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Dishing With Dee: What’s wrong with McMansions, anyway?

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The other Tuesday evening the Queens Chapter of the American Institute of Architects held its meeting in the chapel in Fort Totten to discuss the new zoning laws. Apparently the new zoning laws are not the Nirvana they were purported to be. There are many problems bubbling up to the surface as well as many unanswered questions beneath the surface. One point that was brought up was the 30 percent footprint your house and garage could occupy on your property. As most of the housing stock in this area is in the vintage category, most have, as well as large houses on large lots, equally large free-standing garages, usually at the end of a long driveway. This makes the majority of them out of compliance.The busy-body brigade has now created a whole other set of problems. If the homeowners at this time are forced to demolish their pre-existing garages, it will cost them thousands of dollars. In that event, where will they park their cars? Our streets are already obsolete in their ability to provide on-street parking. You have cars circling around looking for parking spaces as it is. If you do not have to remove your garage now, you or the new owner will have to do so when the property changes hands. In essence, you have now given a prospective buyer a bargaining chip, and this will cost the homeowner additional monies they were counting on a part of their retirement plan. The proponents of the new zoning laws say they are only doing it to prevent the proliferation of McMansions, but think about it. What they are trying to do is force their taste in housing on people whose property they do not own. I have lived in this area for more than 50 years. At that time the entire neighborhood was comprised of what would be considered McMansions today. Albeit, they were of different architectural styles. During that 50 years we witnessed the construction of attached houses 20 feet wide, ranch houses of 40 feet wide, high ranches on 60 by 100 foot lots, as well a proliferation of apartment houses that were either rentals, condos, or co-ops and a sprinkling of garden apartments. None of these styles existed in the area 50 years ago.The hue and cry of the residents at the time was "if we let this happen, it will ruin our neighborhood and destroy the aesthetic beauty and character of it. This new type of housing will not conform to what is in existence now!" Does that sound familiar? If the old-timers were able to enforce their desires at that time, none of the present-day complainers would be living here. In spite of the cries of "Henny Penny, the sky is falling," everyone managed to get along and live in peace and harmony in one of the most desirable neighborhoods in Queens.The patchwork quilt effect of all the different types and styles of architecture is what makes the neighborhood interesting. Who wants to live in a Levittown type of environment or as some wag put it, "the politicians are trying to create an Avella Town." Remember, periodically tastes change, not only in clothing and personal possessions but in architectural styles. In this neighborhood we have Victorian, Queen Anne, colonial, English tudor, and post-war modern. What's wrong with adding the new vogue, McMansions? We're sure when the automobile was introduced many naysayers objected to that new form of transportation and would have preferred instead to keep horses and buggies. A change of subject: We attended another lecture in the new Parkway Hospital series. This one was on the topic of Alzheimer's and dementia. It was the best-attended seminar to date. It seems with our life expectancies ever increasing, we or our loved ones are more prone to being affected by these two diseases.According to Dr. Robert Acqino, the CEO of the new Parkway Hospital, Forest Hills, the Queens senior citizen population is growing faster than in any other borough. The Hospital Closing Commission is looking at closing beds in order to save money despite the fact that Queens is already under bedded. There is a very significant shortage of psychiatric hospital beds.The most significant problem for Queens is the cost of medical malpractice insurance and all the bureaucratic problems dealing with HMOs. While more patients are joining various HMO programs every year, the number of physicians in Queens has been decreasing every year, thereby forcing many Queens patients to leave the borough for tertiary care. The end result is that Queens hospitals are going up on the selling block, including Mary Immaculate and St. John's. St. Joseph's closed a year ago. Many of our local hospitals are in danger of doing the same due to a severe lack of financial aid and the slowness of Medicare and Medicaid reimbursements to hospitals.Borough President Helen Marshall is conducting her own study and vows to prevent even one more hospital closing. It is a serious problem that affects us all. Contact your local politicians to see what they can do to keep Parkway and our other local hospitals solvent and serving the local community. We need them!That's it for this week; we look forward to receiving you voice mails at 718-767-6484, your faxes at 718-746-0066 and your e-mails at deerrichard@aol.com Till next week, Dee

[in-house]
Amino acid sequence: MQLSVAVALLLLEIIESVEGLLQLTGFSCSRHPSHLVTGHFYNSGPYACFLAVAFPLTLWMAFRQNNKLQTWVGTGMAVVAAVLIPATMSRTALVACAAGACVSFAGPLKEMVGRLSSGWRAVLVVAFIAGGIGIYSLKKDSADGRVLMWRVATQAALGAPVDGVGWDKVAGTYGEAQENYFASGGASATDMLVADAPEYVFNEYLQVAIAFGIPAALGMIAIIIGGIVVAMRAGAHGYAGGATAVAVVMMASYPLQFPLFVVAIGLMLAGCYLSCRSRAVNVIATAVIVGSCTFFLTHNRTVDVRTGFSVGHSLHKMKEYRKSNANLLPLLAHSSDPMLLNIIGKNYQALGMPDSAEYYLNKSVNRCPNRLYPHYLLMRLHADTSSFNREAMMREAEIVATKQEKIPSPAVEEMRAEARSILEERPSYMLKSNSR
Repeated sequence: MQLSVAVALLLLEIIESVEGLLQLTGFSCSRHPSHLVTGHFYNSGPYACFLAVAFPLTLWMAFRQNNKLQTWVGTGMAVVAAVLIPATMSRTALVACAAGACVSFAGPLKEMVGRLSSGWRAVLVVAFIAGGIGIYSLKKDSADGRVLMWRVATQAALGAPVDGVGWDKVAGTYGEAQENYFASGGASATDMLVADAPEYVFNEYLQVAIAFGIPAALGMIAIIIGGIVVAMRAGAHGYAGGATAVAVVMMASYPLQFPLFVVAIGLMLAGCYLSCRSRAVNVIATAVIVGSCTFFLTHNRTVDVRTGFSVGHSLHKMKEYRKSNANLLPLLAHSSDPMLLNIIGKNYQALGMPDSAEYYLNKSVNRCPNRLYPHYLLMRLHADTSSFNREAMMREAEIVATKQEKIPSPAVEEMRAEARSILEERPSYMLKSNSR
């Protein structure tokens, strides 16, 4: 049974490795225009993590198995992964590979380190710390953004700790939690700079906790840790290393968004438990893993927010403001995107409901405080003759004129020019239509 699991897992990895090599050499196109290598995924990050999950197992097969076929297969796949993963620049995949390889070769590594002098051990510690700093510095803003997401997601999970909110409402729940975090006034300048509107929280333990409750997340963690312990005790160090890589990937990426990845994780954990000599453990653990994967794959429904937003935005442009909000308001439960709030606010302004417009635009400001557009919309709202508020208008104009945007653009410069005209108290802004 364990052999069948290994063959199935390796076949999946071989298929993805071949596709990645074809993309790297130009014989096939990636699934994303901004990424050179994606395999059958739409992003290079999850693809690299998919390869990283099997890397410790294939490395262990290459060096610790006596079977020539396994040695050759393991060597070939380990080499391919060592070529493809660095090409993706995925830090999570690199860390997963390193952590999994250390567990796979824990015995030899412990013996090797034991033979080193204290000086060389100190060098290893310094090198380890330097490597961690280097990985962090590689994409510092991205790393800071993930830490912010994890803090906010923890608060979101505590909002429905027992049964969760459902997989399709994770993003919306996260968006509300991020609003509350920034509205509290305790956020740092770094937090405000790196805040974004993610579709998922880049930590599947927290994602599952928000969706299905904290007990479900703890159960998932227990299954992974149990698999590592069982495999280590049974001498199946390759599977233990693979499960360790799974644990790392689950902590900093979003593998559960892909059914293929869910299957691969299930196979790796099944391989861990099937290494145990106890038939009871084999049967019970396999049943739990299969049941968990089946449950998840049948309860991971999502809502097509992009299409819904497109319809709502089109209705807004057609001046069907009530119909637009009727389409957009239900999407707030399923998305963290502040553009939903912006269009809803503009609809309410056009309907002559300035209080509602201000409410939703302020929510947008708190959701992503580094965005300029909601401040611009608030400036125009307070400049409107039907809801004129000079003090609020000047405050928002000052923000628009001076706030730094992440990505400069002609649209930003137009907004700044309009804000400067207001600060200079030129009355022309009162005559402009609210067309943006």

Posted 7:15 pm, October 10, 2011
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